Brightsurf Science News & Current Events

April 12, 2012
Tree nut consumption associated with lower body weight and lower prevalence of health risks
In a study published in the Journal of the American College of Nutrition, researchers compared risk factors for heart disease, type 2 diabetes and metabolic syndrome of nut consumers versus those who did not consume nuts.

Determining total fertility in strip-tilled fields
Band fertilizer placement may cause non-uniform distribution in the soil.

Decision-making can and must be learned -- new test measures risk intelligence provides information about how well individuals can assess risks.

Pride and prejudice: Pride impacts racism and homophobia
A new University of British Columbia study finds that the way individuals experience the universal emotion of pride directly impacts how racist and homophobic their attitudes toward other people are.

Dr. William Oh named 2012 Legend of Neonatology
Dr. William Oh from Women & Infants Hospital and Brown University has been inducted into the Legends of Neonatology Hall of Fame.

Rapid climate change threatens Asia's Rice Bowl
As Asia's monsoon season begins, leading climate specialists and agricultural scientists warned today that rapid climate change and its potential to intensify droughts and floods could threaten Asia's rice production and pose a significant threat to millions of people across the region.

Sex, tools and chromosomes
Researchers at UC Davis have discovered a key tool that helps sperm and eggs develop exactly 23 chromosomes each.

BUSM researchers identify key regulator of inflammatory response
Researchers at Boston University School of Medicine have identified a gene that plays a key role in regulating inflammatory response and homeostasis.

Study resolves debate on human cell shut-down process
Researchers at the University of Liverpool have resolved the debate over the mechanisms involved in the shut-down process during cell division in the body.

NASA Goddard engineers testing Webb Telescope's OSIM and BIA instruments
Several critical items related to NASA's next-generation James Webb Space Telescope are being tested in the giant thermal vacuum test chamber at NASA's Goddard Space Flight Center, Greenbelt, Md.

Under climate change, winners and losers on the coral reef
As ocean temperatures rise, some species of corals are likely to succeed at the expense of others, according to a report published online on April 12 in the Cell Press journal Current Biology that details the first large-scale investigation of climate effects on corals.

New study identifies promising, achievable solutions to Nigeria's childhood mortality crisis
A study released today by the International Vaccine Access Center at the Johns Hopkins Bloomberg School of Public Health has identified the most feasible and impactful solutions for Nigeria's immunization program that could offer the best hope yet for scaling up vaccine access to the nation's most rural areas and taking aim at the country's precipitous number of child deaths.

UF-led team uses new observatory to characterize low-mass planets orbiting nearby star
University of Florida astronomers have found compelling evidence for two low-mass planets orbiting the nearby star Fomalhaut, just 25 light years from Earth.

Decoding worm lingo
All animals seem to have ways of exchanging information -- monkeys vocalize complex messages, ants create scent trails to food, and fireflies light up their bellies to attract mates.

Research teams discover cellular system for detecting and responding to poisons and pathogens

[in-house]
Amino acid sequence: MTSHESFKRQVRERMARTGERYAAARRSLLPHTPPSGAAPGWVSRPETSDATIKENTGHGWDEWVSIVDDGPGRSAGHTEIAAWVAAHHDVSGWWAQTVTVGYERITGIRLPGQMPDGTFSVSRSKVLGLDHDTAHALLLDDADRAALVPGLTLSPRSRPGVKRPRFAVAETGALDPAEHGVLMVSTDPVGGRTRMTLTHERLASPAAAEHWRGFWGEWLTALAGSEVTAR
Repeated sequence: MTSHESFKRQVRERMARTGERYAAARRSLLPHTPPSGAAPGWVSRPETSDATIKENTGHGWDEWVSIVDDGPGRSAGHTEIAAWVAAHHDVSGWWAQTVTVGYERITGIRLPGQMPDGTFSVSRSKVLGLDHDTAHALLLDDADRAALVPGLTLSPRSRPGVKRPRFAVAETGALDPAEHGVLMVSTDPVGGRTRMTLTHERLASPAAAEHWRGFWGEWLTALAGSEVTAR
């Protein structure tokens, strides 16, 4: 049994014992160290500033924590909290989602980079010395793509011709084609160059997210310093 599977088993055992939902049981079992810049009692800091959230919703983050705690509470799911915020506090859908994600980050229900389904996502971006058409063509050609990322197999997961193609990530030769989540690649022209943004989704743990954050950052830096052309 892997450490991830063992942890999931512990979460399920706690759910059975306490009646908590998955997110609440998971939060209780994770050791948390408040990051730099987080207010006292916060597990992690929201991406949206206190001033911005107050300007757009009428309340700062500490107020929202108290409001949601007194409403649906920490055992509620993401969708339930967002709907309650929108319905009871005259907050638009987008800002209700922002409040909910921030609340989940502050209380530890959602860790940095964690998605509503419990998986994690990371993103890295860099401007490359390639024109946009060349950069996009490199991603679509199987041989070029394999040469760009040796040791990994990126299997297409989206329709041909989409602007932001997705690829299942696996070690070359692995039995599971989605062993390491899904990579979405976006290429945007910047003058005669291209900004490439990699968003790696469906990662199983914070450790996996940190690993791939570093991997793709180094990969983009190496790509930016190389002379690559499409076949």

Two Massachusetts General Hospital-based research teams, along with a group from the University of California at San Diego, have discovered that animals have a previously unknown system for detecting and responding to pathogens and toxins.

Fine-scale analysis of the human brain yields insight into its distinctive composition
Scientists at the Allen Institute for Brain Science have identified similarities and differences among regions of the human brain, among the brains of human individuals, and between humans and mice by analyzing the expression of approximately 1,000 genes in the brain.

Stem cells 'by default'
In spite of considerable research efforts around the world, we still do not know the determining factors that confer stem cells their main particular features: capacity to self-renew and to divide and proliferate.

Study finds significant skull differences between closely linked groups
In order to accurately identify skulls as male or female, forensic anthropologists need to have a good understanding of how the characteristics of male and female skulls differ between populations.

High levels of phthalates can lead to greater risk for type-2 diabetes
There is a connection between phthalates found in cosmetics and plastics and the risk of developing diabetes among seniors.

U of I study: Lose body weight before gaining baby weight
A new University of Illinois study contains a warning for obese women who are planning pregnancies.

In environmental disasters, families respond with conflict, denial, silence
Environmental disasters impact individuals and communities; They also affect how family members communicate with each other, sometimes in surprising ways, according to a paper published by a faculty member at the University at Buffalo in the Journal of Family Issues.

New research puts focus on earthquake, tsunami hazard for southern California
Scientists will convene in San Diego to present the latest seismological research at the annual conference of the Seismological Society of America, April 17-19.

Stoneflies mapped across Ohio, with implications for water quality and nature conservation
In a large-scale analysis of stonefly diversity in the state of Ohio, researchers have mapped their distribution and species richness across Ohio and into neighboring states and correlated that with information on watercourses and on the functional evolution of these taxa.

Breakthrough discovery unveils 'master switches' in colon cancer
Researchers at Case Western Reserve University School of Medicine have identified a new mechanism by which colon cancer develops.

Wayne State receives grant to assess road bridge conditions in Michigan
State officials have engaged a Wayne State University College of Engineering researcher in their effort to make roads and highways safer.

Migrant women adapt in economic crises